Thursday, July 14, 2016

Julie's Review: In Twenty Years

 photo In Twenty Years_zpsko0kueor.jpg

Author: Allison Winn Scotch
Series: None
Publication Date: July 1, 2016
Publisher: Lake Union Press
Pages: 455
Obtained: author
Genre:  Contemporary Fiction
Rating: 4/5
Bottom Line: Does the past always shape who we become and can you go back to those friends who shaped you into who you are?
Grab, Just get it at the library, or Remove from your TBR list? Grab!
Summary: Twenty years ago, six Penn students shared a house, naively certain that their friendships would endure—until the death of their ringleader and dear friend Bea splintered the group for good. Now, mostly estranged from one another, the remaining five reluctantly gather at that same house on the eve of what would have been Bea’s fortieth birthday. But along with the return of the friends come old grudges, unrequited feelings, and buried secrets. Catherine, the CEO of a domestic empire, and Owen, a stay-at-home dad, were picture-perfect college sweethearts—but now teeter on the brink of disaster. Lindy, a well-known musician, is pushing middle age in an industry that’s all about youth and slowly self-destructing as she grapples with her own identity. Behind his smile, handsome plastic surgeon Colin harbors the heartbreaking truth about his own history with Bea. And Annie carefully curates her life on Instagram and Facebook, keeping up appearances so she doesn’t have to face the truth about her own empty reality. Reunited in the place where so many dreams began, and bolstered by the hope of healing, each of them is forced to confront the past.  

Review: In Twenty Years is going back to the people and the places that shaped your into the adult you are; college years. When 5 close friends each get a summons to return back to the place they lived together during the last year of college, they all have mixed feelings and various reasons for going.

I really liked the story about how going back to your past can help you rediscover who you wanted to be then and help you if you've veered off course. That's not to say that you should always be the person you were when you were twenty-something but it can get you back to the important things in life. What did you want to become? How did you want to live your life? Why were these people the most important people in your life?  I'm not saying that life doesn't change you based on experiences but sometimes it's good to remember who you were at different points in time.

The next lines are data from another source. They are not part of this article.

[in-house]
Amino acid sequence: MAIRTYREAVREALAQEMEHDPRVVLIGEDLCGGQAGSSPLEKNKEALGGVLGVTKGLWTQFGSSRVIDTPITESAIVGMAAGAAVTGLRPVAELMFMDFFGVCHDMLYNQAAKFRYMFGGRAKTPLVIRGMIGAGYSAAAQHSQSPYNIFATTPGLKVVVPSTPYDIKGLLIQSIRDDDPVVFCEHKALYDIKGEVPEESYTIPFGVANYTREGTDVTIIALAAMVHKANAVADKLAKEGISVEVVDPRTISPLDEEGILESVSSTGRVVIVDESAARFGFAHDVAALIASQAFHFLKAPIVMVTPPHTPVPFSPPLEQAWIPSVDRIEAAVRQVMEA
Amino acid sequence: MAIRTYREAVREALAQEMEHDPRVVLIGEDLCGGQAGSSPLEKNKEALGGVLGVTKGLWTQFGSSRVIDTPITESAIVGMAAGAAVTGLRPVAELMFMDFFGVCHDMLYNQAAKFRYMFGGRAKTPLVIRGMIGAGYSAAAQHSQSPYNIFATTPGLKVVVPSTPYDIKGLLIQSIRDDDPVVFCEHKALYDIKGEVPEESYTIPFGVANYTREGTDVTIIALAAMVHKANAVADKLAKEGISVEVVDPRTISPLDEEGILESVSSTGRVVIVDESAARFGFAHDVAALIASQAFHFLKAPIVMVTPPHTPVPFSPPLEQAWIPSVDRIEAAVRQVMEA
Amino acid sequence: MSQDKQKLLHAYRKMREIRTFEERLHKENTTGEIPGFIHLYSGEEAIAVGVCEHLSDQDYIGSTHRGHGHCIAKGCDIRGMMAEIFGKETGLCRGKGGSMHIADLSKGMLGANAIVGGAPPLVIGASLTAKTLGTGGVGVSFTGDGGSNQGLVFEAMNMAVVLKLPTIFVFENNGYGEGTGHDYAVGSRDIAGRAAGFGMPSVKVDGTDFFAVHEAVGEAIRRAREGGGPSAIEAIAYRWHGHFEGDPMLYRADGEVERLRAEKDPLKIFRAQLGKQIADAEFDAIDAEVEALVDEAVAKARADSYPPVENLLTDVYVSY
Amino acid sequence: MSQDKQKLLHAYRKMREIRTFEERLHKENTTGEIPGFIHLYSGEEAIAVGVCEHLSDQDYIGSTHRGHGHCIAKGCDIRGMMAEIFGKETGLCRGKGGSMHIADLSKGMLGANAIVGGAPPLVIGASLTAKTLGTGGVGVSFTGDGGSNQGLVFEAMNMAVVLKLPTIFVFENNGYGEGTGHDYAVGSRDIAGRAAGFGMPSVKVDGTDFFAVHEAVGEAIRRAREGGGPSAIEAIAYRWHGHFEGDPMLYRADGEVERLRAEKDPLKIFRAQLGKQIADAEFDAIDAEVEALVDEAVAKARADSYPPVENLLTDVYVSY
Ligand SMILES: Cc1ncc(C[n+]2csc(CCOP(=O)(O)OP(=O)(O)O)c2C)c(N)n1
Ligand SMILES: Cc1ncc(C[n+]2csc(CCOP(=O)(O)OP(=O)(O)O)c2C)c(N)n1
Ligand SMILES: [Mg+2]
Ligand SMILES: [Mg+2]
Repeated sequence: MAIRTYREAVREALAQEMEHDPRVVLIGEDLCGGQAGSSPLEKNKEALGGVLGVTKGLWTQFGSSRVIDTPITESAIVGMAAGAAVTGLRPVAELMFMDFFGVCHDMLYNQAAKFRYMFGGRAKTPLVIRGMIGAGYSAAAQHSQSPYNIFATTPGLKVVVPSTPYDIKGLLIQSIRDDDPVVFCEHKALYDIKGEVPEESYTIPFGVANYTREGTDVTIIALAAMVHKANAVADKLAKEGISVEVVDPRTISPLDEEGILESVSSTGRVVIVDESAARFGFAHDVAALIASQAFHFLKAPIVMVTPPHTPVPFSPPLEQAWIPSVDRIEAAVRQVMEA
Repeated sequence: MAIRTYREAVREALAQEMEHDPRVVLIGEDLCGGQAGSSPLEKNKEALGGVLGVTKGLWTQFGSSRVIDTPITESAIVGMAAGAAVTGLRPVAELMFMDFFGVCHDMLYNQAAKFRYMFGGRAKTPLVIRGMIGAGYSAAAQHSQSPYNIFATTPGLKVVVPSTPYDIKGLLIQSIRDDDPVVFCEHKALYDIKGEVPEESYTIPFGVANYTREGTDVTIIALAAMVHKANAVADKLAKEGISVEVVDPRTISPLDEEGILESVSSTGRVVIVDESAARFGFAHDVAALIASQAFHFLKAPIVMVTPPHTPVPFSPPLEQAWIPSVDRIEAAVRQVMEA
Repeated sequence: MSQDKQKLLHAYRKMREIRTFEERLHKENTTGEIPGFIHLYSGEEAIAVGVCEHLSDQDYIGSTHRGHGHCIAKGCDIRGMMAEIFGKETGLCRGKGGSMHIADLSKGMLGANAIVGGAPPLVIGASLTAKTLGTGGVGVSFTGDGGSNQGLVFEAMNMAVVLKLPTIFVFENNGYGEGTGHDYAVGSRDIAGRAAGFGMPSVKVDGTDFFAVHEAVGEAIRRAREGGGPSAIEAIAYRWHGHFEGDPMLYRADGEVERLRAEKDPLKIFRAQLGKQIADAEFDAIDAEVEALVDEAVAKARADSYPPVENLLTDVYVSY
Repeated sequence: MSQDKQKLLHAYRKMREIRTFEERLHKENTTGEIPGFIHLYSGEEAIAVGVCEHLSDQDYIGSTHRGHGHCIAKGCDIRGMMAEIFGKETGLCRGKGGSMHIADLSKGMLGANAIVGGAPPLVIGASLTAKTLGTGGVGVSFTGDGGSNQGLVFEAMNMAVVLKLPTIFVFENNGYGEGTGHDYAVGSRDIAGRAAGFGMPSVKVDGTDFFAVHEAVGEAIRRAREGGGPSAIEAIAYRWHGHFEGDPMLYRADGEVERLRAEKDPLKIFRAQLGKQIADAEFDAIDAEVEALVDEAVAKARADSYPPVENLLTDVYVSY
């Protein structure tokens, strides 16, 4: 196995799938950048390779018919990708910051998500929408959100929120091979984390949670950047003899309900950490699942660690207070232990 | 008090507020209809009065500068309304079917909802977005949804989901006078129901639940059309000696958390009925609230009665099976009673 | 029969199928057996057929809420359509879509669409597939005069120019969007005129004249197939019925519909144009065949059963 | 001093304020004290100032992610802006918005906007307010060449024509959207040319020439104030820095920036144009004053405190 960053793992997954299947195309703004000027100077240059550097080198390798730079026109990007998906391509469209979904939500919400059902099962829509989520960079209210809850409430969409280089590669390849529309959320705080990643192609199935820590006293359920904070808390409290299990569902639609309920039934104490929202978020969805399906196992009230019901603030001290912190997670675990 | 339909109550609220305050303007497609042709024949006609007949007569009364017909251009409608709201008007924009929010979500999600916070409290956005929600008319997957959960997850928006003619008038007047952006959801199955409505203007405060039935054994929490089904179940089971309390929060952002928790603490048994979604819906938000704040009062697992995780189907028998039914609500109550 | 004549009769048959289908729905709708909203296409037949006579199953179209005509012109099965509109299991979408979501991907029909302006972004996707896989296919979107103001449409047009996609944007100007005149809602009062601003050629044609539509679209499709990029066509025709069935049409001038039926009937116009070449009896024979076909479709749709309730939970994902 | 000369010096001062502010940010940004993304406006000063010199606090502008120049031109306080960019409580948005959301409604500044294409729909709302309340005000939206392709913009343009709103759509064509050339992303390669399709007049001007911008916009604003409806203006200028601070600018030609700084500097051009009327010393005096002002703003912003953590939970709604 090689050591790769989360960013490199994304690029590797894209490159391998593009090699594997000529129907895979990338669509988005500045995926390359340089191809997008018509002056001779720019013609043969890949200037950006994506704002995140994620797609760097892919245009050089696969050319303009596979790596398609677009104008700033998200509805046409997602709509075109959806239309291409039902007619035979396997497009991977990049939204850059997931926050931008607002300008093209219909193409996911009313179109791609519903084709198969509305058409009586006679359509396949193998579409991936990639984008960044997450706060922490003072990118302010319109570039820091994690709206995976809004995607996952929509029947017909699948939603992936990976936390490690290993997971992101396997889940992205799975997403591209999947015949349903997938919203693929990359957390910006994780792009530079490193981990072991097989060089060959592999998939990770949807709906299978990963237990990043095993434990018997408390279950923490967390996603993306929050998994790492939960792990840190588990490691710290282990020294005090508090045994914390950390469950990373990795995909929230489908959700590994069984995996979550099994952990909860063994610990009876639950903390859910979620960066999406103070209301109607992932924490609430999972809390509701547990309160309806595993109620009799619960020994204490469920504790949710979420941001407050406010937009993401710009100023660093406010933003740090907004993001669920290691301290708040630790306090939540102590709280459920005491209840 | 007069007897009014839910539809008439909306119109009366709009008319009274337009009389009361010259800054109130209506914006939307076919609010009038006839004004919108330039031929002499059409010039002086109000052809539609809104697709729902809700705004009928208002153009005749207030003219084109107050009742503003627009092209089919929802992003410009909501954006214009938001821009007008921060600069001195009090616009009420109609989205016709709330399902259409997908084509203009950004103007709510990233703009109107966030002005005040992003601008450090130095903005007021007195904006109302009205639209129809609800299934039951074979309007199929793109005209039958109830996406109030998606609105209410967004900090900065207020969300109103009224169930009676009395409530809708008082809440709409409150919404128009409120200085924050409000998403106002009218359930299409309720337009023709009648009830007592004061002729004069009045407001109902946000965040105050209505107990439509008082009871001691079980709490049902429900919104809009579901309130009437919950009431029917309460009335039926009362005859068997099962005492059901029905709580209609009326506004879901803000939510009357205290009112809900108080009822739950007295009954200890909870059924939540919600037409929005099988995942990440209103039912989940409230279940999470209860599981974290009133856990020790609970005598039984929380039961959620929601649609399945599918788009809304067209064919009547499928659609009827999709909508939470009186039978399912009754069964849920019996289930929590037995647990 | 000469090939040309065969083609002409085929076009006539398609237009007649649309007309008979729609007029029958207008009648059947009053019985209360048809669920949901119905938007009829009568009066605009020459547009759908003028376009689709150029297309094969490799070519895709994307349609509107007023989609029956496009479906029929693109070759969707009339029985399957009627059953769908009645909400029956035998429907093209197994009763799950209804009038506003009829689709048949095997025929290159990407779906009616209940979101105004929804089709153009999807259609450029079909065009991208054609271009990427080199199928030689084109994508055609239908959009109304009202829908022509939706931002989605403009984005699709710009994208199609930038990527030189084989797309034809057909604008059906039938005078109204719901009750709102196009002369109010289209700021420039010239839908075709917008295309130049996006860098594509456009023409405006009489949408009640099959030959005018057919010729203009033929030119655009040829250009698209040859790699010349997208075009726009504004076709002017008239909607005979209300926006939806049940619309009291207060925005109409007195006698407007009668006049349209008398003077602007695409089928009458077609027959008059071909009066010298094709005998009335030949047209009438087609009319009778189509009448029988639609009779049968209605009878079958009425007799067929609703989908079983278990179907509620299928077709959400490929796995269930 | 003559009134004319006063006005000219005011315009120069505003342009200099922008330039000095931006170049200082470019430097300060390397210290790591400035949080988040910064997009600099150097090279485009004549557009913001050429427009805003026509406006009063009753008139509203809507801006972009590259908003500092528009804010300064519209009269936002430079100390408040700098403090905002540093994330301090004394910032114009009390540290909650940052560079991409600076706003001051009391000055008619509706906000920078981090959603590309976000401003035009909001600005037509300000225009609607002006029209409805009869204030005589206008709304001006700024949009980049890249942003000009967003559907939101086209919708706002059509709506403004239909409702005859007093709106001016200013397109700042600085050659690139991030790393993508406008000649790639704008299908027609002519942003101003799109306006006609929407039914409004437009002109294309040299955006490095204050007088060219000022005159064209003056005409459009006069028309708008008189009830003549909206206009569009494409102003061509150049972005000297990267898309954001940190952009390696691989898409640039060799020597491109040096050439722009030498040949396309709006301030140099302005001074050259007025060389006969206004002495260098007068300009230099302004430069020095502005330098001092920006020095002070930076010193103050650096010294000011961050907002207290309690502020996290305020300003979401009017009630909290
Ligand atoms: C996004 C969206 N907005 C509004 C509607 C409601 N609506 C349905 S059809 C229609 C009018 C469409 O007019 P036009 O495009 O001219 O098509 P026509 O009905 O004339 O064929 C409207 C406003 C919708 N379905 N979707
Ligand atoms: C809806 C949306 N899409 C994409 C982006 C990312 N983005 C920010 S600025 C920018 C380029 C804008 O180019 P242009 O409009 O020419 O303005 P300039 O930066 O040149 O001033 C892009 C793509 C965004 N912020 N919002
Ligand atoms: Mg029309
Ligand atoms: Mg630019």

As for the characters, I'm not sure there wasn't a selfish or self-centered one in the bunch. Lindy is the worst out of the bunch, in my opinion. Fame has only made her worse and she can't be honest with those around her, let alone with herself. She's believed her own hype for too long. She's the one who needs her friends the most to reground her and make her reassess her priorities in her life.

Catherine has tried too hard to be a domestic diva that she's lost sight of what is most important: family. You can have a domestic diva empire but it would be better if you were at home more with your family. She's type A and is having a hard time admitting that maybe she's failing and needs some help. She's closed herself off to her husband, Owen and only finds fault with what he does instead of looking at all that he does. Owen needs to assert himself with Catherine and explain that he's ready to go back to work, that maybe being at home with the kids wasn't really what he thought it would be. They both can't be honest with each other. Sometimes it's easier in a marriage to find fault than to try to find harmony. I was rooting for them but I wanted them to remember what they loved about each other to find their way back to each other.

Colin's lifestyle makes it seem like he should be happy and carefree but he's not. He's lonely. He hasn't gotten over the loss of Bea and all the beautiful women he's attached to will never capture his heart. He's never found happiness because his happiness was Bea. He's idolized her in his mind and heart and well that's pretty impossible to compete with.

Annie, poor Annie. She's a flipping mess. Seriously. She's so worried about appearing to have the perfect family that she has anything but that. She needs to start asserting herself so her son can see what a strong woman is capable of, instead of seeing a woman that let's a man walk all over her. I also didn't care for the fact that she thought seeing Colin would be the answer to her problems.  I understand why she wanted to see him but the truth is her crush never went away and we all know the fiction is sometimes better than the reality.

I'm not sure if these 4 friends will remain in contact after their weekend because the glue that held them together, Bea, isn't around.  I felt it was good for all of them to get together to put the past behind them but that there wasn't any room for ongoing friendships. Maybe that's the point as well. Just because you were best friends at one point in your life, doesn't mean you need to be best friends for your whole life. Sometimes friends are in your life for a reason at a certain time to teach you something and some friends are life-long and it's fine to have some of both.

Ms. Scotch always does a fabulous job with pulling you in and making the story relevant to her readers. I'm sure we could also see ourselves or our friends in some of the characters, even if it's the flaws. Flaws are what make us human. There were times when what she wrote made me laugh out loud and times when her words made me tear up.

If you are looking for a novel with complex interpersonal relationships, you won't want to miss In Twenty Year.



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